I’ve always prided myself over never having a nervous breakdown, of never letting anxiety take the best of me… of never, simply put, “losing it”. That is, until I did.

It was a few days after 13th April 2017, that fateful day when Mashal was brutally murdered. As had everyone, I too saw the many video clips scattered across social media. For some reason, I’d watched and re-watched those videos many times during these days. Maybe, I was trying to figure out how anyone could be so savagely diabolical, so viciously monstrous…so mercilessly cold-hearted. Or, maybe, I was simply punishing myself for belonging to this creed. Maybe, it was both.

There was no escaping the images. They haunted me; obsessively. The religious chants shouted by the crowd as they did what they did, echoed across my room, my bus, my pathways making me violently cringe. The sight of Mashal’s lifeless body became a permanent silhouette on any sight I laid my eyes on. I was burdened by an invisible load on my heart. I became a victim to a suffocation that rattled me from within. The shame I felt was so dense and putrid, it hazed my mind and thoughts. I am sure, that these days remain the lowest points of my life.

All this was exacerbated due to my thesis work. You see, I was analysing the discourse around the Blasphemy Laws of Pakistan through the framework of ‘Epistemic governance’. The methodology required of me to go in-depth into the writings supporting the Laws (during Qadri’s trial) and project their imageries, identifications and norms in my analysis. Before the murder of Mashal, these were simply remnants of history; voices of a mindset of the past. Similarly, the murder could have only been a horrific act of an emotionally charged crowd if all I could hear were the religious chants. However, both combined somewhere deep in my mind; the words and the images of Mashal’s murder. They became one, a voice justifying an action and an action building up on the voice. I read justifications for murder that, till this day, frighten me. I saw images that were the true implementations of these justifications and realized that the chants were far from being a thing of the past.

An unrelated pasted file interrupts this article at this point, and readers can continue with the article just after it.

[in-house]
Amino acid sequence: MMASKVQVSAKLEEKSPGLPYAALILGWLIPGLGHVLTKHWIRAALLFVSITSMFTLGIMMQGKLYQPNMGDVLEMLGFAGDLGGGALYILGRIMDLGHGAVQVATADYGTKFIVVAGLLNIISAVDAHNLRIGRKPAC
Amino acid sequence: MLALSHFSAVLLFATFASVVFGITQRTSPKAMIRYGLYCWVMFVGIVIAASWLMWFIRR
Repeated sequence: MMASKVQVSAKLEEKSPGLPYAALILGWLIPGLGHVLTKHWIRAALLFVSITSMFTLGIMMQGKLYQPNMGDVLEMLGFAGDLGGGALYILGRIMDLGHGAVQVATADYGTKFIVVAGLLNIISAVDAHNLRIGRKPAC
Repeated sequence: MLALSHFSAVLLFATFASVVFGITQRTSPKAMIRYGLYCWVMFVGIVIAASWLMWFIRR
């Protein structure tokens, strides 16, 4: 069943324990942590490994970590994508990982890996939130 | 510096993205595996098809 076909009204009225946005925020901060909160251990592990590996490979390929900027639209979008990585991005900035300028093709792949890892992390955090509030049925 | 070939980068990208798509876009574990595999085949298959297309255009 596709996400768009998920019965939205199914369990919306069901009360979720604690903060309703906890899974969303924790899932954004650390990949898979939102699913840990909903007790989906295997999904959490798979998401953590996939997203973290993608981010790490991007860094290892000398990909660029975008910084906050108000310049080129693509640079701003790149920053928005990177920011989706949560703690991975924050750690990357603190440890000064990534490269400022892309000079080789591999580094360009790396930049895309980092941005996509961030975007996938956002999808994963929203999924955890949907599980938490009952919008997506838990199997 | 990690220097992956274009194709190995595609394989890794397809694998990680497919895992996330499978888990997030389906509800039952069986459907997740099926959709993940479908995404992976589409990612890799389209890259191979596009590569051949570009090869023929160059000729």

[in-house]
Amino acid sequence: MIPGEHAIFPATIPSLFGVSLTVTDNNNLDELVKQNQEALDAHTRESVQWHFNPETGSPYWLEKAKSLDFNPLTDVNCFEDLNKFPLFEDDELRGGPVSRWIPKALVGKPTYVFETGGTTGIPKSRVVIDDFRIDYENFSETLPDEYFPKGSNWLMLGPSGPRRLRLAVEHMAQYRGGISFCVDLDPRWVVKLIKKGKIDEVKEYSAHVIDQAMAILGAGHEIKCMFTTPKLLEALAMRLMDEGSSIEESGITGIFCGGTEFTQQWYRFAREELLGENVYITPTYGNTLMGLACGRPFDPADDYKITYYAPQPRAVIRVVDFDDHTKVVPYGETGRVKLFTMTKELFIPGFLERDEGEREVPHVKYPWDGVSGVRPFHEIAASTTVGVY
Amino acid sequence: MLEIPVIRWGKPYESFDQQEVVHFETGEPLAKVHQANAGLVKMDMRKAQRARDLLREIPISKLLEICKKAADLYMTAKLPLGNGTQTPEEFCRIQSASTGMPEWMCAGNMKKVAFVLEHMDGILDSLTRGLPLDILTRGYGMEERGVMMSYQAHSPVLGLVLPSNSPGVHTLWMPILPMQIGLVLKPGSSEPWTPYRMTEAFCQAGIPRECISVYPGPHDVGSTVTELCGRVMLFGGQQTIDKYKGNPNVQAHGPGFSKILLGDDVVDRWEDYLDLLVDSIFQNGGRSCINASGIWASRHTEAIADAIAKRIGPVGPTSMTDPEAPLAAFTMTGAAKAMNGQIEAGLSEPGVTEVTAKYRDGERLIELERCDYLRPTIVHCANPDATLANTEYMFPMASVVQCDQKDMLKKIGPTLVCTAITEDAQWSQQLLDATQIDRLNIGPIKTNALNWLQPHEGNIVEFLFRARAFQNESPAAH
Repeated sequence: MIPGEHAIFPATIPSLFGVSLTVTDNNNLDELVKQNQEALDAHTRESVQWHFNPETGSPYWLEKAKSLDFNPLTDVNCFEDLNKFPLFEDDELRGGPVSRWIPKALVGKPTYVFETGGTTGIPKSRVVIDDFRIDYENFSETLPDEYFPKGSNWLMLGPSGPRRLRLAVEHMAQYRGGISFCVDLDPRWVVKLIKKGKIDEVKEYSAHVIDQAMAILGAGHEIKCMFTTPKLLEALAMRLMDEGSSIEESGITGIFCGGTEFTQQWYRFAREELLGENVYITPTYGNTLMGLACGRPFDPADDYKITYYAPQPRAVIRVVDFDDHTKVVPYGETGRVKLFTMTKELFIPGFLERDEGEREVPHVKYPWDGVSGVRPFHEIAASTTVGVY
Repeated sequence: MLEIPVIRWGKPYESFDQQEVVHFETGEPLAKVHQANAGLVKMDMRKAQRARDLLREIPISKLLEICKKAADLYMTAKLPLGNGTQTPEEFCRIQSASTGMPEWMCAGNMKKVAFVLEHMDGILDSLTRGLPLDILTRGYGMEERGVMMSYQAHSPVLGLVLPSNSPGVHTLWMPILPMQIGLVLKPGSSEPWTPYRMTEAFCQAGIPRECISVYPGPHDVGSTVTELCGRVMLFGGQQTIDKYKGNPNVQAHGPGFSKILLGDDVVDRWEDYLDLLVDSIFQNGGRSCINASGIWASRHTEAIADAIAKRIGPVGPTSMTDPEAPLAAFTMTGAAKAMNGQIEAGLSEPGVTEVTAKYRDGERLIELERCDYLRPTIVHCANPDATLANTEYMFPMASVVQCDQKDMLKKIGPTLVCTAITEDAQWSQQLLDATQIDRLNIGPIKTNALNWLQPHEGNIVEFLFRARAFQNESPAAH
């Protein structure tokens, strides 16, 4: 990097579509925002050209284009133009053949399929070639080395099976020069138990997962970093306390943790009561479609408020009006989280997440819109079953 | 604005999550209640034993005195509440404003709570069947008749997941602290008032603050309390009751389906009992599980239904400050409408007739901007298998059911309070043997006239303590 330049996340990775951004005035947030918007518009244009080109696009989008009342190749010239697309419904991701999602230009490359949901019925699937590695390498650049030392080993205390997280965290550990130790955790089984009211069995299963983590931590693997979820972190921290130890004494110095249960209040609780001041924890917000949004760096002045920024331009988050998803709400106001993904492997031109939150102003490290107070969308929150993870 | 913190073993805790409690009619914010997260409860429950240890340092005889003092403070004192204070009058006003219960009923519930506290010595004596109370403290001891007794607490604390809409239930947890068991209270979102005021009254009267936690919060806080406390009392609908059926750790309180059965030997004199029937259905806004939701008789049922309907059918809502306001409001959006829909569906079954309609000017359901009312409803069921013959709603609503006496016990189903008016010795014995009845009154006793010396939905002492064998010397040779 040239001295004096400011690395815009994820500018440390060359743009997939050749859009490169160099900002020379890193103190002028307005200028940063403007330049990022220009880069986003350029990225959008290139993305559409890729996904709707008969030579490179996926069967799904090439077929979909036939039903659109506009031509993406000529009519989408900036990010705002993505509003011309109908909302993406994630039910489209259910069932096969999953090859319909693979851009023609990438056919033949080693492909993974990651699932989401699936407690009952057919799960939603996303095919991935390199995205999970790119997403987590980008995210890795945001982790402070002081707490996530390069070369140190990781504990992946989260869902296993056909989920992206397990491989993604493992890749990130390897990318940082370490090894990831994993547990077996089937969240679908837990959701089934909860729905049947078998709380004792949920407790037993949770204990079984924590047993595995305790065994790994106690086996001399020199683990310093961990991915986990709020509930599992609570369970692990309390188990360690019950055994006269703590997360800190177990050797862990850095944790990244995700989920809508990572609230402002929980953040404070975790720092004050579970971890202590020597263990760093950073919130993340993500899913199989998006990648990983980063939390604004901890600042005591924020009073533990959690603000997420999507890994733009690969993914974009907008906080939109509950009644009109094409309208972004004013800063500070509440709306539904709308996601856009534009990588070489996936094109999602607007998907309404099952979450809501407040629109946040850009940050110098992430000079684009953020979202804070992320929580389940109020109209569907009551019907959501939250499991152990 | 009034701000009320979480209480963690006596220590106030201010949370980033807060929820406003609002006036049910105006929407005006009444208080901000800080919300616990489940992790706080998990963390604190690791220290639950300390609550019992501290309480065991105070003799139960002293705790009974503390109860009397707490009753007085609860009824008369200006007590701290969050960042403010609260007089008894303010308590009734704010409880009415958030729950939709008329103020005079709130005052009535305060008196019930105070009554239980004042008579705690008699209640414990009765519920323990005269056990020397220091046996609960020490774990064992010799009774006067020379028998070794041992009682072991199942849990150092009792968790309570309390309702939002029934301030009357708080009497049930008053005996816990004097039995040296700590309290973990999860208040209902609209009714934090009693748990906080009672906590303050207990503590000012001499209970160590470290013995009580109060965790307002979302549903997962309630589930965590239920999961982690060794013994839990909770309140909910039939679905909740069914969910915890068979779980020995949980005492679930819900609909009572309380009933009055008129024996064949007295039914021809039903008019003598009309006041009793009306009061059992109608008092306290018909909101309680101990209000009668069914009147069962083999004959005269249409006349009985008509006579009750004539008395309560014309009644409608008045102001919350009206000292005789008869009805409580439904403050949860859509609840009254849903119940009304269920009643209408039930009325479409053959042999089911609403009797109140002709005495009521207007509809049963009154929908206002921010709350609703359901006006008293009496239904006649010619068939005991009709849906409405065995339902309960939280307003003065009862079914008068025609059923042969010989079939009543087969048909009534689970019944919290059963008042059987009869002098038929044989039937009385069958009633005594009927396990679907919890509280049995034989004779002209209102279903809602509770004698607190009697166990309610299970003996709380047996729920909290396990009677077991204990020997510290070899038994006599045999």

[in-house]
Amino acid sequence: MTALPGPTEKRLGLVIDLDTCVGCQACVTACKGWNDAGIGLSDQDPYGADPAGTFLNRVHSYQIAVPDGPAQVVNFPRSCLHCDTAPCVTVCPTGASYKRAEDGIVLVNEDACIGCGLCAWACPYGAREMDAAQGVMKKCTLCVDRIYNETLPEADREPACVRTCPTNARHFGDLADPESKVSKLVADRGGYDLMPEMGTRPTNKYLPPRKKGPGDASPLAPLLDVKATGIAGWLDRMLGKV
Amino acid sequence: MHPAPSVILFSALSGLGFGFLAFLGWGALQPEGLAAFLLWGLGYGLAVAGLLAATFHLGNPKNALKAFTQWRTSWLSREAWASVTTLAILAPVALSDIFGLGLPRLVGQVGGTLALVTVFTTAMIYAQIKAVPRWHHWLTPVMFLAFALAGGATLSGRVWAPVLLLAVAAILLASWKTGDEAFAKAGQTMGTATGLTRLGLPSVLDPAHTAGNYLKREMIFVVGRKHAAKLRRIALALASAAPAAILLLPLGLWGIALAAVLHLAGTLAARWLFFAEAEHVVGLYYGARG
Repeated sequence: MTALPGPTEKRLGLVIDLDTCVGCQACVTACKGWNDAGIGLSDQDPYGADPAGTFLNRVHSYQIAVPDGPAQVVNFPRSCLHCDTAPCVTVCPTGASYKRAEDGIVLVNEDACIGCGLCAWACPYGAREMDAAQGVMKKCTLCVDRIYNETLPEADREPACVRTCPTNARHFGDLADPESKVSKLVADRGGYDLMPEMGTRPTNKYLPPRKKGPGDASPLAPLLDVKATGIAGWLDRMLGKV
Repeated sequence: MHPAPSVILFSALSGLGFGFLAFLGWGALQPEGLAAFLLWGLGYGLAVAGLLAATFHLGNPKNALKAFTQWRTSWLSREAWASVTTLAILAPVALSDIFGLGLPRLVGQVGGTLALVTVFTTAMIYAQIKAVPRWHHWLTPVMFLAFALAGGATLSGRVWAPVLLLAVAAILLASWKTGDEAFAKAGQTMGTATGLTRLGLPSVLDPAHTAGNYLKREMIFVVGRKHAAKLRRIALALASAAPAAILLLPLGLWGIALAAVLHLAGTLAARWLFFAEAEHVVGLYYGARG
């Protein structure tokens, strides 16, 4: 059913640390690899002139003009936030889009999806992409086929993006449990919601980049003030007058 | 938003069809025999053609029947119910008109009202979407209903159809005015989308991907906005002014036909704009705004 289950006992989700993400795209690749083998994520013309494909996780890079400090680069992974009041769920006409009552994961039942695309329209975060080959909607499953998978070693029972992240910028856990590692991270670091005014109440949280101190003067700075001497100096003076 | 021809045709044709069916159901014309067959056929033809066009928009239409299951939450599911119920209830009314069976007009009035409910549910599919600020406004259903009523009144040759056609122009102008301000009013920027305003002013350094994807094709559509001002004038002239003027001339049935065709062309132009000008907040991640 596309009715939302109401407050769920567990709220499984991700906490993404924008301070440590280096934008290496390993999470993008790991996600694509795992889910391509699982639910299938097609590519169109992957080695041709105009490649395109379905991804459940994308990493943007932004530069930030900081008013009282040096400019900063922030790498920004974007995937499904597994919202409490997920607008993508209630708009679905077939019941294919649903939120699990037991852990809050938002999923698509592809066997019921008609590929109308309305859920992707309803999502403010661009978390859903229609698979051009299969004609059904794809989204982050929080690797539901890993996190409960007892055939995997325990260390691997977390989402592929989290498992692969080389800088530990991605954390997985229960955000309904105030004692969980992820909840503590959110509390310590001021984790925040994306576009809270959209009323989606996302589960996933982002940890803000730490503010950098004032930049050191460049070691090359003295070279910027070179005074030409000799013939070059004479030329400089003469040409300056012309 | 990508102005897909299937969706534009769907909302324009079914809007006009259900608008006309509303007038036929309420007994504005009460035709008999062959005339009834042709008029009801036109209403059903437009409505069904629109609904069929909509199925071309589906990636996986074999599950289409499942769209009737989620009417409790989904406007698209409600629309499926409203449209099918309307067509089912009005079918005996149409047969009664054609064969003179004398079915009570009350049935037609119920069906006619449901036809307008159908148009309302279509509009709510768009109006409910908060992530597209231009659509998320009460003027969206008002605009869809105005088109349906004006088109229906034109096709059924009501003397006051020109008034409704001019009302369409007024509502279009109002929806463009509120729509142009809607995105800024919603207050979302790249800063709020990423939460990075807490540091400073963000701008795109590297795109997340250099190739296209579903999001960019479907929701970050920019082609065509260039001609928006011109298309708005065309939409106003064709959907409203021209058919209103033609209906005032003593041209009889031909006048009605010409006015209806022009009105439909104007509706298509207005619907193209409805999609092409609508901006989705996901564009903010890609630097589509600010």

It was then, that I lost it.

It took my country and its polity some time to condemn the heinous acts. Many waited till the authorities guaranteed that he had not committed blasphemy. Those who condemned the actions did so by painting Mashal as a saint insisting that he could never have blasphemed. Strange. What these people failed to grasp was that in their exclamation, they were condoning a similar treatment for a blasphemer. Hence, they too were the savages they were trying to condemn so cleverly.

The saint-ising of Mashal is an obtuse phenomenon, so misplaced that it just seems wrong. Much like the english translation of the Kalima written across Mashal’s wall; a wall adorned with pictures of Marx and Che and with quotations like: Be curious, crazy and mad. The translation might have been a last-ditch effort by Mashal to save himself as a furious crowd was trying to break down his door. Maybe not. No one will know.

Mashal was an unapologetic and an extremely brave intellectual. He was the sort of crazy who would debate his thoughts with himself and vent them out in endless rants across walls. He was a slave to his intellect. As his friend told me later, Mashal knew that his intellectually triggered discussions with religious zealots and bigots would create trouble for him and he promised his loved ones that he would stop. But, as his friend insisted, sighing helplessly, he couldn’t tolerate it… he couldn’t help himself.

I have gone through Mashal’s twitter feed many times since that fateful day. Every time I go back, I see more of him. I see how his mind worked and how beautiful and rare such minds are. I am deeply affected at the loss because in my endless scholarly pursuits, I know he was an absolute gem. He was, as his father claimed, a humanist at heart. A peaceful revolutionary. An intellectual drowned in a murky, filthy horde of fools.

Today the trial is at a standstill, the main culprit is scot free and the pleas of Mashal’s father (who’s afraid for his family’s security) continue to fall on deaf ears. I don’t personally look forward to the death of any of his murderers. Killing is bad, regardless of who dies. That said, I do mourn the mindset that is now deeply entrenched in the social fabric of what we call Pakistan today. The truth is that many of my educated friends failed to either condemn Mashal’s murder, decided to stay silent out of fear or even insisted that he deserved his fate (for being a] foolish to touch such sensitive matters and/or b] for blaspheming). The truth is that this attitude continues to stay as it did.

We live today in a society that is so shamelessly afraid, it has stopped checking itself. It’s a society so afraid of speaking its mind that it has recognised restrictions as the rules of discourse; of thinking.

At a very personal level, this attitude pains me. The stark truth is that most of the comments I get on my writeups warn me to take care of my safety. My loved ones, my friends and my family beg me to quieten my thoughts and exasperations and keep silent for it ensures my safety. This is what the society requires of me and indeed of any inquiring mind that is unlucky to breed in this murky puddle of bodies. Silence is important in Pakistan. Silence is safe.

This is the fearsome society that I belong to, the intellectually suffocating setting we recognise as Pakistan.

This year, this is Pakistan for me.

 

n          The writer is working as a health economist

in a think-tank based in Islamabad.